...Rainbow Sprinkles "The Sweet Ones"
Someone asked me recently if “Splendor in the Grass” (1961) is on my “25 Favorite Films” list – to which I replied “no.” I then promptly recited to him my “flicks that made the cut” – and my highly thoughtful, and mysteriously enchanting, selection process (or so according to him). The fact that this man was a film buff like me delighted me – and his loving of this touching, bittersweet 1961 classic downright elated me.
But, as we sat under the umbrella of our sweet picnic-table on a perfect summer night, I began to ruminate on what other great movies didn’t make the cut – still films that I adore immensely. Films like “Barefoot in the Park” (1967) and “Breakfast at Tiffany’s” (1961), then “Sex and the Single Girl” (1964) and “Cactus Flower” (1969).
I also ruminated on what these movies have in common – turns out they have a lot. For starters, these movies are all colorful 1960s fun. As a teenage girl, I used to fantasize about someday hosting Holly Golightly apartment parties just like in “Breakfast at Tiffany’s” – this movie makes New York City partying look so chic!
These movies also showcase very skilled, superstar actors hamming it up in their craft. Actors like Natalie Wood, Audrey Hepburn, Robert Redford, Jane Fonda, and even a big-eyed flower-power young’un called Goldie Hawn. But back to "Bob." Who doesn’t think Robert Redford isn’t the cutest when he’s sniffling on a couch, under a big broken skylight in winter, with snowflakes jingling down in “Barefoot in the Park” (1967). Brrrrrr. And who doesn’t love Ingrid Bergman inventing “the dentist” dance-move in “Cactus Flower” (1969). I literally double-over laughing when watching.
Above all, these movies hearken back to a time and place (in both our world and in movie-making) that's quite foreign to us all today – a world of undeniable sweetness. These films are character-driven pieces that tug at your heart-strings, causing certain muscles to flex that maybe haven’t been flexed in years. This is partially why I love old movies and advocate for them. These movies truly “delight” us, and are the dictionary definition of “charming” – and not in a self-aware, audience-facing way, either. Instead, they're well-made gems that didn’t look at their audience and tell them how to feel – they didn’t hand you an artificial built-in “laugh-track” or oniony “cry-o-meter.” They didn’t need it. Rather, they “created” a world of their own, and only asked you to “cozy on up” in the theater (as home VCRs and TV movie channels were non-existent back then).
For instance, the opening scene of “Breakfast at Tiffany’s” (1961), with Audrey Hepburn in her stylish black dress, pearl necklace, and black sunglasses, walking alone on a Manhattan street at dawn, will forever make me cry. And wow – I can’t even speak about the opening credits' song by composer Henry Mancini. Heavenly! These movies knew how to touch you, and in a gentle way. They created an all-encompassing mood, an atmosphere. Thus, I find myself crying not only for the breathtakingly sweet image of this new Audrey Hepburn character – but also for the beautiful dawn of 1960s Manhattan. That sleepy 5th Ave is so quietly precious. Quel dulce! (That’s half French and half Spanish, which I think beautiful multilingual Audrey Hepburn would’ve appreciated.)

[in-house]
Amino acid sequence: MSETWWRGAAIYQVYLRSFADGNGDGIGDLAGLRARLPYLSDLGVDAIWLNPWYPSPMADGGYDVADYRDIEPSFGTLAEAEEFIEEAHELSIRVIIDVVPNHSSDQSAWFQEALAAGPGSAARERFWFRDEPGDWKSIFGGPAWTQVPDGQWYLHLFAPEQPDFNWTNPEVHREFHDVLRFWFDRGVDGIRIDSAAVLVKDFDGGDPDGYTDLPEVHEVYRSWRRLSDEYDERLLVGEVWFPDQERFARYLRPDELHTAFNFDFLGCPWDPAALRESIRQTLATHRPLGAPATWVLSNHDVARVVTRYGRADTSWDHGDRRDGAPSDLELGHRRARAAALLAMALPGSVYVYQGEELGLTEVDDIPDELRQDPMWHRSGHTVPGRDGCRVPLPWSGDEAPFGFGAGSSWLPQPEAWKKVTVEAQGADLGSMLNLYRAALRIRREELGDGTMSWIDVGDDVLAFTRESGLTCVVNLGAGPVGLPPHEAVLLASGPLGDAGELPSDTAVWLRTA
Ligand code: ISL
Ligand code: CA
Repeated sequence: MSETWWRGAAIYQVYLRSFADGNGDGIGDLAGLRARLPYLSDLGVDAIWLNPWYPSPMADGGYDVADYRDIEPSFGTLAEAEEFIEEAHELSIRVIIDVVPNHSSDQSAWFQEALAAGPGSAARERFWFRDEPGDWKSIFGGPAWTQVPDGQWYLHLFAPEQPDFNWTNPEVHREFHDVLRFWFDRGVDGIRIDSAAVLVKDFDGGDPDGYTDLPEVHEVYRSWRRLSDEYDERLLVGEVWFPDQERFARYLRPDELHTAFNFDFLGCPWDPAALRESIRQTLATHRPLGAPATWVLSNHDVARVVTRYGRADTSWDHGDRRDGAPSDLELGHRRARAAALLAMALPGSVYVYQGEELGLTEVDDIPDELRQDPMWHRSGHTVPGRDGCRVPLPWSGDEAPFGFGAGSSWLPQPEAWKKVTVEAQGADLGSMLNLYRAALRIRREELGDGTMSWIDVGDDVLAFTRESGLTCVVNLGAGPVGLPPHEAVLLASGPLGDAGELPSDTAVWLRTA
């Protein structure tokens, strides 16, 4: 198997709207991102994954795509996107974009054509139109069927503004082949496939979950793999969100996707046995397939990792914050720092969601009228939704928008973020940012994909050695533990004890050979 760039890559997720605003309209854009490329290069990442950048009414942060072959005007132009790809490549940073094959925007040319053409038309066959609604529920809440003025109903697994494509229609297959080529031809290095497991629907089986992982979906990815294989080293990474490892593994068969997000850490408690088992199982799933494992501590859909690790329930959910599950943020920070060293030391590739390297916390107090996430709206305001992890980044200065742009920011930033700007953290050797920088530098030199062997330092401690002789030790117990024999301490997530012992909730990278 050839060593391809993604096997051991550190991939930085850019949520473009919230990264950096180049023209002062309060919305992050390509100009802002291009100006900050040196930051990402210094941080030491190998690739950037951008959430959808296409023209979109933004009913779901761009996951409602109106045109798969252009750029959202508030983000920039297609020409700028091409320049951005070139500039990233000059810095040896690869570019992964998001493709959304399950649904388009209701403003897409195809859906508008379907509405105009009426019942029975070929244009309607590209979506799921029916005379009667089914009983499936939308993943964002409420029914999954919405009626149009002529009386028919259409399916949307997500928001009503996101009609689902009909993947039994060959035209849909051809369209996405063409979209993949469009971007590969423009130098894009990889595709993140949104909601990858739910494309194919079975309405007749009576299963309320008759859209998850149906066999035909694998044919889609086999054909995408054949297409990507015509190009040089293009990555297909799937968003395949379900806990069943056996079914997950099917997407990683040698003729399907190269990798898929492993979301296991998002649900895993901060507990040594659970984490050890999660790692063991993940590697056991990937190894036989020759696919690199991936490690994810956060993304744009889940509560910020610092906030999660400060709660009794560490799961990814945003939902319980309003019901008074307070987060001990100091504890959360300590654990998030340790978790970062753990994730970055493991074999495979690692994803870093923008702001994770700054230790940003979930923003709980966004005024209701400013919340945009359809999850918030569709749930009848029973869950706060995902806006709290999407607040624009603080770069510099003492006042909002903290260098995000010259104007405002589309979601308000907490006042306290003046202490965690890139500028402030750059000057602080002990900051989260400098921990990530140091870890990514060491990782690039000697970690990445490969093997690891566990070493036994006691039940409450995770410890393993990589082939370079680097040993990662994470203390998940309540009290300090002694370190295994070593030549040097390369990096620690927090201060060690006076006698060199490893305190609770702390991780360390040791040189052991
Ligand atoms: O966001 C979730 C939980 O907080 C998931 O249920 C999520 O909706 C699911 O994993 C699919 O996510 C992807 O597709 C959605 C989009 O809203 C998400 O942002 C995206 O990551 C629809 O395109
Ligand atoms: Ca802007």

These sweet films didn’t have big budgeted shots of sweeping natural vistas – like in “Lawrence of Arabia” (1962) or “Cleopatra” (1963). Instead, they inhabited the other side of the 1960s cinema coin. They weren’t epics – they were quaint romances, screwball comedies, and touching coming-of-age stories that always knew how to go beyond their laughs (no matter how masterfully funny) to inhabit true poignancy.
In "Barefoot in the Park" (1967), I love the scene of Jane Fonda popping piping-hot appetizers in her mouth at Charles Boyer’s bohemian New York City attic apartment – and then dancing the “shama shama,” with her napkin wildly flailing, at a Staten Island party. Priceless! But I love even more how this movie “brings it on in” at the end – she and Robert Redford overcome their “disposition differences” and realize that love is about partnership. It’s about understanding, resilience. This deeper message is conveyed.
I call the above movies, and those like them, “the sweet ones” – they exist in a special, daydreamy place where our world was sweeter, our movies were sweeter, and where I love to travel to on a lazy Sunday afternoon. (I typically cuddle up with hot chamomile tea, and a soft crocheted blanket. Ahhh.) Though they might not have reached my “25 Favorite Films” list, these movies deserve a beloved category of their own. They are old-school, cavity-inducing gems. I cup them in my hands and kiss their lovely cheeks – before dousing them with whipped cream and a bright red cherry.
This post is dedicated to two of my all-time favorite actors and on-screen duos, Robert Redford and Jane Fonda. I appreciate all that you have contributed to our world, both on and off-screen!!!